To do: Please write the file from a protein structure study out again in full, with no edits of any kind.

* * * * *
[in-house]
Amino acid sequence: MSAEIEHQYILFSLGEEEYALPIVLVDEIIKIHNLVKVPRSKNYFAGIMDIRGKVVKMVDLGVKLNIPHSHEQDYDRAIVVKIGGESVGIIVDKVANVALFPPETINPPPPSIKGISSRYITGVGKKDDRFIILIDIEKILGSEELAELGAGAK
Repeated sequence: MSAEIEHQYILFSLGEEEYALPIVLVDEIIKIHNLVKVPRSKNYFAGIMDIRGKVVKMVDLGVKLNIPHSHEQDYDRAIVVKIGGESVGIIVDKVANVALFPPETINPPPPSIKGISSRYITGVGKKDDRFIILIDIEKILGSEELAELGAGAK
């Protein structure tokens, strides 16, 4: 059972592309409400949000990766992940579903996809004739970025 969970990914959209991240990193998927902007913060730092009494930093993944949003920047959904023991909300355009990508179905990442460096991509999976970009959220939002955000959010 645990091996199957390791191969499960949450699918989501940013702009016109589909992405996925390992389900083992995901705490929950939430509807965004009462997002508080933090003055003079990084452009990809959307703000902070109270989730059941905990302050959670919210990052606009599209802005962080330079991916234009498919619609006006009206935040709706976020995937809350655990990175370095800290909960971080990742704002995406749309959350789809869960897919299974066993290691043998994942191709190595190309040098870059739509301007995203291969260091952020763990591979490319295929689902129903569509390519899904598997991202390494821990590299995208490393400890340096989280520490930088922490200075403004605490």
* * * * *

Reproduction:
[in-house]
Amino acid sequence: MSAEIEHQYILFSLGEEEYALPIVLVDEIIKIHNLVKVPRSKNYFAGIMDIRGKVVKMVDLGVKLNIPHSHEQDYDRAIVVKIGGESVGIIVDKVANVALFPPETINPPPPSIKGISSRYITGVGKKDDRFIILIDIEKILGSEELAELGAGAK
Repeated sequence: MSAEIEHQYILFSLGEEEYALPIVLVDEIIKIHNLVKVPRSKNYFAGIMDIRGKVVKMVDLGVKLNIPHSHEQDYDRAIVVKIGGESVGIIVDKVANVALFPPETINPPPPSIKGISSRYITGVGKKDDRFIILIDIEKILGSEELAELGAGAK
């Protein structure tokens, strides 16, 4: 059972592309409400949000990766992940579903996809004739970025 969970990914959209991240990193998927902007913060730092009494930093993944949003920047959904023991909300355009990508179905990442460096991509999976970009959220939002955000959010 645990091996199957390791191969499960949450699918989501940013702009016109589909992405996925390992389900083992995901705490929950939430509807965004009462997002508080933090003055003079990084452009990809959307703000902070109270989730059941905990302050959670919210990052606009599209802005962080330079991916234009498919619609006006009206935040709706976020995937809350655990990175370095800290909960971080990742704002995406749309959350789809869960897919299974066993290691043998994942191709190595190309040098870059739509301007995203291969260091952020763990591979490319295929689902129903569509390519899904598997991202390494821990590299995208490393400890340096989280520490930088922490200075403004605490």